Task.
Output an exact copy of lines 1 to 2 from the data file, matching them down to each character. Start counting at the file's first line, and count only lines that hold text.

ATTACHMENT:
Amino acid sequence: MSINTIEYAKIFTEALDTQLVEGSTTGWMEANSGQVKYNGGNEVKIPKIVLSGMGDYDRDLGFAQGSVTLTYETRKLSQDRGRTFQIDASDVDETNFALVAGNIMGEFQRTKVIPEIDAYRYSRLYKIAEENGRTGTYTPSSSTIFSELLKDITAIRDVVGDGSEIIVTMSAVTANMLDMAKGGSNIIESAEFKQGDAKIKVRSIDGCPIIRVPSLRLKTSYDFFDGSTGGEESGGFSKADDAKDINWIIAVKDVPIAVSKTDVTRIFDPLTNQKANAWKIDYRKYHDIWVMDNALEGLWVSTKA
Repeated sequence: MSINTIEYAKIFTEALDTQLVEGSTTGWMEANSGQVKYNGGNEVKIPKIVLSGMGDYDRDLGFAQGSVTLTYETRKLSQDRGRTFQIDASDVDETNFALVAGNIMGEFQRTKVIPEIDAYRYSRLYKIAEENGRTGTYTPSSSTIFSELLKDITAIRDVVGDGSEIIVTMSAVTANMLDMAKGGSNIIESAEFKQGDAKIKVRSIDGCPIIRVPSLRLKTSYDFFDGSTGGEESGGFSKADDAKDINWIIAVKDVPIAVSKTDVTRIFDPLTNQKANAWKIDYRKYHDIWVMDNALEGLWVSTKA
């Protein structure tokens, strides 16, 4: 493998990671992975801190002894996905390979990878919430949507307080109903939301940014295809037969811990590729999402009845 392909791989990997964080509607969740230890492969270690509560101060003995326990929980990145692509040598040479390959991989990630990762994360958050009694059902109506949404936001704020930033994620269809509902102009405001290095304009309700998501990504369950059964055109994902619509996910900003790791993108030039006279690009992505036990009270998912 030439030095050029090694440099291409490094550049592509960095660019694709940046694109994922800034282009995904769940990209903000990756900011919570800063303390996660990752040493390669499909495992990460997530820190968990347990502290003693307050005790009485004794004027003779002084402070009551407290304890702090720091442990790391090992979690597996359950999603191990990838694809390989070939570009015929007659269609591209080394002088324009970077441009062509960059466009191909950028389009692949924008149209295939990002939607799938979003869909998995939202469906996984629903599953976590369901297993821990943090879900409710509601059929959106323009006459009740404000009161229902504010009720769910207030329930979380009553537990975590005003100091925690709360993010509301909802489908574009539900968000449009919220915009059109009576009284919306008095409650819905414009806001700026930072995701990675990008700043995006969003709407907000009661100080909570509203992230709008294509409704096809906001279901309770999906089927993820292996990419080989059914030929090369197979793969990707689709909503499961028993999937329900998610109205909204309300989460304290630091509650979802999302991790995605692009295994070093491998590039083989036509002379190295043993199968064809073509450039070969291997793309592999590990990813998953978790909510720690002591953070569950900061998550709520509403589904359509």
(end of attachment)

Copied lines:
Amino acid sequence: MSINTIEYAKIFTEALDTQLVEGSTTGWMEANSGQVKYNGGNEVKIPKIVLSGMGDYDRDLGFAQGSVTLTYETRKLSQDRGRTFQIDASDVDETNFALVAGNIMGEFQRTKVIPEIDAYRYSRLYKIAEENGRTGTYTPSSSTIFSELLKDITAIRDVVGDGSEIIVTMSAVTANMLDMAKGGSNIIESAEFKQGDAKIKVRSIDGCPIIRVPSLRLKTSYDFFDGSTGGEESGGFSKADDAKDINWIIAVKDVPIAVSKTDVTRIFDPLTNQKANAWKIDYRKYHDIWVMDNALEGLWVSTKA
Repeated sequence: MSINTIEYAKIFTEALDTQLVEGSTTGWMEANSGQVKYNGGNEVKIPKIVLSGMGDYDRDLGFAQGSVTLTYETRKLSQDRGRTFQIDASDVDETNFALVAGNIMGEFQRTKVIPEIDAYRYSRLYKIAEENGRTGTYTPSSSTIFSELLKDITAIRDVVGDGSEIIVTMSAVTANMLDMAKGGSNIIESAEFKQGDAKIKVRSIDGCPIIRVPSLRLKTSYDFFDGSTGGEESGGFSKADDAKDINWIIAVKDVPIAVSKTDVTRIFDPLTNQKANAWKIDYRKYHDIWVMDNALEGLWVSTKA